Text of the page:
Emily Malbone Morgan, with the support of Harriet Hastings, was the founder of the Society of the Companions of the Holy Cross (SCHC), in 1884. Begun as an order of Episcopal laywomen rooted in disciplined devotion, SCHC became a strong force for social justice reform during the social gospel era around the turn of the twentieth century.
Morgan was born on December 10, 1862, in Hartford, Connecticut. Her family were prominent Hartford citizens and her Anglican roots ran deep on both sides of her family. She never married.
A primary inspiration for Morgan was her friendship with Adelyn Howard. Howard was homebound and because of her confinement sought Morgan’s support for both spiritual companionship and as a means by which she could offer intercessory prayer for others. Meeting her friend’s need, Morgan called together a small group of women for prayer and companionship. From that beginning, the Society of the Companions of the Holy Cross came into being.
Morgan had a particular concern for working women who were tired and restless and who had little hope for a vacation. In response, Morgan, with the help of a growing number of her Companions, developed summer vacation houses across the northeast where working women and their daughters could have some time away for physical and spiritual renewal and refreshment.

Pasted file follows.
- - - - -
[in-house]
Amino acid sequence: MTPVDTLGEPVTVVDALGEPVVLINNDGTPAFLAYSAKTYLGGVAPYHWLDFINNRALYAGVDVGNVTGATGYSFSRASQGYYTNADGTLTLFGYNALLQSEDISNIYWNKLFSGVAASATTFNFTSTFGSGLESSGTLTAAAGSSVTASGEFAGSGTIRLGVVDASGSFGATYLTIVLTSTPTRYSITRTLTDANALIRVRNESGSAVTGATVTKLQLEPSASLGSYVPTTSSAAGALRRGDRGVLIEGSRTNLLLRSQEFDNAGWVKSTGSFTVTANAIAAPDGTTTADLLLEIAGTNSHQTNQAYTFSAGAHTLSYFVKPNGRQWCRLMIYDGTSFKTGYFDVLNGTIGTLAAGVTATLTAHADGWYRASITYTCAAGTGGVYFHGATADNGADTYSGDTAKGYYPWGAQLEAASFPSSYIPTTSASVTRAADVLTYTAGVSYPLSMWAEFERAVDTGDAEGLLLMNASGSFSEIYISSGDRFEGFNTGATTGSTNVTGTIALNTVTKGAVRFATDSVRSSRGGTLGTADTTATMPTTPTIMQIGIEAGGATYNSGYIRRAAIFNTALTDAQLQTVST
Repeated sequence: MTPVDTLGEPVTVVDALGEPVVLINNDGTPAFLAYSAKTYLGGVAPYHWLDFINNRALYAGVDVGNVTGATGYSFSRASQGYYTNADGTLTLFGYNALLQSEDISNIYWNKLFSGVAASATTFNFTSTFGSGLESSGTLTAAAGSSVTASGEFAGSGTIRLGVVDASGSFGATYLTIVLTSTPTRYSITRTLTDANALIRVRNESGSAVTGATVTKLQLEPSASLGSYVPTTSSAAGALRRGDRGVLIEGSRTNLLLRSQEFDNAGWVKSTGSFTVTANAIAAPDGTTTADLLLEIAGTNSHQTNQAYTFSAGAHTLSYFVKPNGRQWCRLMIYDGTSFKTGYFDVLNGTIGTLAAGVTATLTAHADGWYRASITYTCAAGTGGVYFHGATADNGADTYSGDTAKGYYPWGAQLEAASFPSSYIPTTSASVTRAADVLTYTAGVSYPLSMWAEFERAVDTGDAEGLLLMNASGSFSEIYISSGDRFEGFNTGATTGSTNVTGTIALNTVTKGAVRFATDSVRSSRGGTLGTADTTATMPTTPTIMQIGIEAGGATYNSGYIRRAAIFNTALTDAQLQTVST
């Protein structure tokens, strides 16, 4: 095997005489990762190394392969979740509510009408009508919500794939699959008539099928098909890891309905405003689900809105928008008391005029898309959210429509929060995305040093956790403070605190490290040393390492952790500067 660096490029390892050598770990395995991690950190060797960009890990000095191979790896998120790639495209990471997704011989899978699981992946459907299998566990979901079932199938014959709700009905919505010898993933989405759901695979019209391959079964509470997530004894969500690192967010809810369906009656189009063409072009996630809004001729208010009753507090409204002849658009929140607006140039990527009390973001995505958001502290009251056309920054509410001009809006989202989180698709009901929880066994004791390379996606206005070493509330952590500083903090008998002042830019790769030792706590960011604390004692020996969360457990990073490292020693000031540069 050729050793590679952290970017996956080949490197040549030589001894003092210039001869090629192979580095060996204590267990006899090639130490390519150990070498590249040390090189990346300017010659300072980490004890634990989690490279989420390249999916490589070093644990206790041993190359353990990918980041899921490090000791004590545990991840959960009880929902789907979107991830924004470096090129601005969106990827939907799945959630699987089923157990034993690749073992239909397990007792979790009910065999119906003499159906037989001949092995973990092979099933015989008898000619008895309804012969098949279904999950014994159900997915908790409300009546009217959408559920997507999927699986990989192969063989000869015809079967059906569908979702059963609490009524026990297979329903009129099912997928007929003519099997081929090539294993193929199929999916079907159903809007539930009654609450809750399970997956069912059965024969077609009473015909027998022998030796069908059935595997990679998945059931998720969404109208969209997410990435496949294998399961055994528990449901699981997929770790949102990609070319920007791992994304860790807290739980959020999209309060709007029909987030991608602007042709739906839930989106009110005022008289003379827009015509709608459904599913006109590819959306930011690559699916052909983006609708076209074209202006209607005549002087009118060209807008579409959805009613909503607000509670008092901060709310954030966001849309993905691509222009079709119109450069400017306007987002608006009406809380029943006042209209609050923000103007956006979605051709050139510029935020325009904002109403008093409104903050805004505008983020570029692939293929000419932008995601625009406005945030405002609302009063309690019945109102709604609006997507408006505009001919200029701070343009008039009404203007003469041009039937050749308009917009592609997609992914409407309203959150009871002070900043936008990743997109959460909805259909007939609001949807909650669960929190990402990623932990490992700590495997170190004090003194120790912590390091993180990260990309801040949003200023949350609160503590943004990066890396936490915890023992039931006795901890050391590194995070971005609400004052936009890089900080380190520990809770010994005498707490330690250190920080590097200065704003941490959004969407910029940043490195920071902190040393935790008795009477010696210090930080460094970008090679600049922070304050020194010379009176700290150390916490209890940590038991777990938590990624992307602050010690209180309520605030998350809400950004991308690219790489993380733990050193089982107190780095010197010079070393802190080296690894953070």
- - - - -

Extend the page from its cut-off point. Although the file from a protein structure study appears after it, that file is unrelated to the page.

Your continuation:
In 1901, the Society established a permanent home in Byfield, Massachusetts. With the construction of new facilities on the site in 1915, it took the name Adelynrood, which continues to exist as the headquarters and retreat center of the Society. At present, SCHC has thirty-one chapters with more than seven hundred Companions, lay and ordained women, serving in six countries.
Emily Malbone Morgan, together with her sisters in the Society of the Companions of the Holy Cross, lived a life of prayer and contemplation, rooted in the tradition, which led to powerful personal and communal commitments to social justice particularly for women.
Gracious God, you raised up Emily Malbone Morgan to establish the Society of the Companions of the Holy Cross and to provide respite for women working in factories: Draw us to follow her example of thanksgiving, intercession and simplicity of life in service of social justice, unity, and mission; through Jesus Christ, who lives and reigns with you and the Holy Spirit, one God, now for ever. Amen.
(Holy Women,Holy Men)
Episcopal. Millennial. Queer. Black. FRESH.
of the Episcopal Church
- faith-based commentary by Derek Maul
An iPhone Pastor for a Typewriter Church
Women in Theology
Cultural Thoughts from a Biblical Worldview
Not Just a Website, a Community
A reflective Journey through Christian Living
The Art and Craft of Blogging
The latest news on WordPress.com and the WordPress community.